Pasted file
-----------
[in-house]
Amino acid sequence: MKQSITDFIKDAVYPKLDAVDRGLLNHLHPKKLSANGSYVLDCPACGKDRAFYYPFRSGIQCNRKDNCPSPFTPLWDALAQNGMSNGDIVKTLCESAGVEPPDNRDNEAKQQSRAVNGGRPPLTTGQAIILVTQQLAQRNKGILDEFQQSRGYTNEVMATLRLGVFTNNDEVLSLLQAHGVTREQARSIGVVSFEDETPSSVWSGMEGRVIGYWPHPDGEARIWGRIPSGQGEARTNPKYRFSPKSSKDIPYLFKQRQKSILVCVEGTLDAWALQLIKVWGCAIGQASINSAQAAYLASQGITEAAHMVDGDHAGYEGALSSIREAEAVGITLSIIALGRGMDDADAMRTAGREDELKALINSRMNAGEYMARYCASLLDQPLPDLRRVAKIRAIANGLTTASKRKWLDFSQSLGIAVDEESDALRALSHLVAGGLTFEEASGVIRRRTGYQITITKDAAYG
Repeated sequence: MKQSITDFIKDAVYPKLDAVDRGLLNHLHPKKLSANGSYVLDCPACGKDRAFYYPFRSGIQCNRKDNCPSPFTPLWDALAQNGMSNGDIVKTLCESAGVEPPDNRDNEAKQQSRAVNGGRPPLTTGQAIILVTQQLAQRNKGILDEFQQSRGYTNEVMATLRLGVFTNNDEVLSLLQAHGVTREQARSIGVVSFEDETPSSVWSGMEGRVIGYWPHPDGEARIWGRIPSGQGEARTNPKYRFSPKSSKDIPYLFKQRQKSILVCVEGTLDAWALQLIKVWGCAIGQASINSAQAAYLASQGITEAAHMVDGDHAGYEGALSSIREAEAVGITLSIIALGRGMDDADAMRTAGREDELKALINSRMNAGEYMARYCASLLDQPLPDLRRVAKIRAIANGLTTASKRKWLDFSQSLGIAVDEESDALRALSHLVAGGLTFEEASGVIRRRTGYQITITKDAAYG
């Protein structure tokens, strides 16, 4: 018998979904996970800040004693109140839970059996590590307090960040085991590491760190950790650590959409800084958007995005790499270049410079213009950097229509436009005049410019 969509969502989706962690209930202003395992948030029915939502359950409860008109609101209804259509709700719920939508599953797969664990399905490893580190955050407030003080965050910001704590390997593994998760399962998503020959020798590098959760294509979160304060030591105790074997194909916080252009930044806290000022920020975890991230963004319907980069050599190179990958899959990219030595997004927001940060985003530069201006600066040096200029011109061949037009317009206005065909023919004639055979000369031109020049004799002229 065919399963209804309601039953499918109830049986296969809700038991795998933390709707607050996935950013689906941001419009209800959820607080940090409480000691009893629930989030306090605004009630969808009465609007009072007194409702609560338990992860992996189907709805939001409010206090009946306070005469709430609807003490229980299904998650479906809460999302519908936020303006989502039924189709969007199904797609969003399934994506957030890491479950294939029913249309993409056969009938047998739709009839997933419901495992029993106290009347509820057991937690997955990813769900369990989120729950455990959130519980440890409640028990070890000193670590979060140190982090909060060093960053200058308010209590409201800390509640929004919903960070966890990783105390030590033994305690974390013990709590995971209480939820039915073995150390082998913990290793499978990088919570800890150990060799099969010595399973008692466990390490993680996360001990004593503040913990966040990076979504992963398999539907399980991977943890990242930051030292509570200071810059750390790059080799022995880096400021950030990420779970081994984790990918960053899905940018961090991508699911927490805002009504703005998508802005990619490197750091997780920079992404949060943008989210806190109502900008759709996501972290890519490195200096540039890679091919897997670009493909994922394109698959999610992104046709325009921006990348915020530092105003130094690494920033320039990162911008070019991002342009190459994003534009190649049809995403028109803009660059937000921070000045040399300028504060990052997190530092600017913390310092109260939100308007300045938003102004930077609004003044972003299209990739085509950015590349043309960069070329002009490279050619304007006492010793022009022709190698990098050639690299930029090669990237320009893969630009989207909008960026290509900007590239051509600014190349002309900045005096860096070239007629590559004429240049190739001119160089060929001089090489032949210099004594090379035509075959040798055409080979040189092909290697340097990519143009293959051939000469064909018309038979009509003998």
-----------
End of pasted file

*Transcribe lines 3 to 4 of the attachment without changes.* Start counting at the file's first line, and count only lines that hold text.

Repeated sequence: MKQSITDFIKDAVYPKLDAVDRGLLNHLHPKKLSANGSYVLDCPACGKDRAFYYPFRSGIQCNRKDNCPSPFTPLWDALAQNGMSNGDIVKTLCESAGVEPPDNRDNEAKQQSRAVNGGRPPLTTGQAIILVTQQLAQRNKGILDEFQQSRGYTNEVMATLRLGVFTNNDEVLSLLQAHGVTREQARSIGVVSFEDETPSSVWSGMEGRVIGYWPHPDGEARIWGRIPSGQGEARTNPKYRFSPKSSKDIPYLFKQRQKSILVCVEGTLDAWALQLIKVWGCAIGQASINSAQAAYLASQGITEAAHMVDGDHAGYEGALSSIREAEAVGITLSIIALGRGMDDADAMRTAGREDELKALINSRMNAGEYMARYCASLLDQPLPDLRRVAKIRAIANGLTTASKRKWLDFSQSLGIAVDEESDALRALSHLVAGGLTFEEASGVIRRRTGYQITITKDAAYG
């Protein structure tokens, strides 16, 4: 018998979904996970800040004693109140839970059996590590307090960040085991590491760190950790650590959409800084958007995005790499270049410079213009950097229509436009005049410019 969509969502989706962690209930202003395992948030029915939502359950409860008109609101209804259509709700719920939508599953797969664990399905490893580190955050407030003080965050910001704590390997593994998760399962998503020959020798590098959760294509979160304060030591105790074997194909916080252009930044806290000022920020975890991230963004319907980069050599190179990958899959990219030595997004927001940060985003530069201006600066040096200029011109061949037009317009206005065909023919004639055979000369031109020049004799002229 065919399963209804309601039953499918109830049986296969809700038991795998933390709707607050996935950013689906941001419009209800959820607080940090409480000691009893629930989030306090605004009630969808009465609007009072007194409702609560338990992860992996189907709805939001409010206090009946306070005469709430609807003490229980299904998650479906809460999302519908936020303006989502039924189709969007199904797609969003399934994506957030890491479950294939029913249309993409056969009938047998739709009839997933419901495992029993106290009347509820057991937690997955990813769900369990989120729950455990959130519980440890409640028990070890000193670590979060140190982090909060060093960053200058308010209590409201800390509640929004919903960070966890990783105390030590033994305690974390013990709590995971209480939820039915073995150390082998913990290793499978990088919570800890150990060799099969010595399973008692466990390490993680996360001990004593503040913990966040990076979504992963398999539907399980991977943890990242930051030292509570200071810059750390790059080799022995880096400021950030990420779970081994984790990918960053899905940018961090991508699911927490805002009504703005998508802005990619490197750091997780920079992404949060943008989210806190109502900008759709996501972290890519490195200096540039890679091919897997670009493909994922394109698959999610992104046709325009921006990348915020530092105003130094690494920033320039990162911008070019991002342009190459994003534009190649049809995403028109803009660059937000921070000045040399300028504060990052997190530092600017913390310092109260939100308007300045938003102004930077609004003044972003299209990739085509950015590349043309960069070329002009490279050619304007006492010793022009022709190698990098050639690299930029090669990237320009893969630009989207909008960026290509900007590239051509600014190349002309900045005096860096070239007629590559004429240049190739001119160089060929001089090489032949210099004594090379035509075959040798055409080979040189092909290697340097990519143009293959051939000469064909018309038979009509003998």